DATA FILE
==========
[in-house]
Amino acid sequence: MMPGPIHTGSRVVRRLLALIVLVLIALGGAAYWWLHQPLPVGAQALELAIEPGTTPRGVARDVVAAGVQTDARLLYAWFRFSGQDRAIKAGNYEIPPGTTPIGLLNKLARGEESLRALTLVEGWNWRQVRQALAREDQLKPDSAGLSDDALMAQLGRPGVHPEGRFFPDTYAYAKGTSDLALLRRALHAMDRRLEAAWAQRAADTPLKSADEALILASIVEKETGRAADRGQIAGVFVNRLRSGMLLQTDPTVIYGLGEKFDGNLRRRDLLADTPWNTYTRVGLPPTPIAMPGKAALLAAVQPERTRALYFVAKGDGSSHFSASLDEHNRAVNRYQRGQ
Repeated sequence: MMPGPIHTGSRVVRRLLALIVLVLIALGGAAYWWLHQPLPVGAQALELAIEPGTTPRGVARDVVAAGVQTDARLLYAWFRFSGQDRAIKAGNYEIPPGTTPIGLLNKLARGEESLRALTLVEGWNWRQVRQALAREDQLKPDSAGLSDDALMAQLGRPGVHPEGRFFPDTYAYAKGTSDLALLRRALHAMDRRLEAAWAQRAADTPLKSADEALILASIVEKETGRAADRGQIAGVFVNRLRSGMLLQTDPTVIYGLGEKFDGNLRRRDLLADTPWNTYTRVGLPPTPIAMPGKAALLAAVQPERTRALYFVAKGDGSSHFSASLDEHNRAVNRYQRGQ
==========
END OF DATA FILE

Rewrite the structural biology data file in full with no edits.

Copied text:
[in-house]
Amino acid sequence: MMPGPIHTGSRVVRRLLALIVLVLIALGGAAYWWLHQPLPVGAQALELAIEPGTTPRGVARDVVAAGVQTDARLLYAWFRFSGQDRAIKAGNYEIPPGTTPIGLLNKLARGEESLRALTLVEGWNWRQVRQALAREDQLKPDSAGLSDDALMAQLGRPGVHPEGRFFPDTYAYAKGTSDLALLRRALHAMDRRLEAAWAQRAADTPLKSADEALILASIVEKETGRAADRGQIAGVFVNRLRSGMLLQTDPTVIYGLGEKFDGNLRRRDLLADTPWNTYTRVGLPPTPIAMPGKAALLAAVQPERTRALYFVAKGDGSSHFSASLDEHNRAVNRYQRGQ
Repeated sequence: MMPGPIHTGSRVVRRLLALIVLVLIALGGAAYWWLHQPLPVGAQALELAIEPGTTPRGVARDVVAAGVQTDARLLYAWFRFSGQDRAIKAGNYEIPPGTTPIGLLNKLARGEESLRALTLVEGWNWRQVRQALAREDQLKPDSAGLSDDALMAQLGRPGVHPEGRFFPDTYAYAKGTSDLALLRRALHAMDRRLEAAWAQRAADTPLKSADEALILASIVEKETGRAADRGQIAGVFVNRLRSGMLLQTDPTVIYGLGEKFDGNLRRRDLLADTPWNTYTRVGLPPTPIAMPGKAALLAAVQPERTRALYFVAKGDGSSHFSASLDEHNRAVNRYQRGQ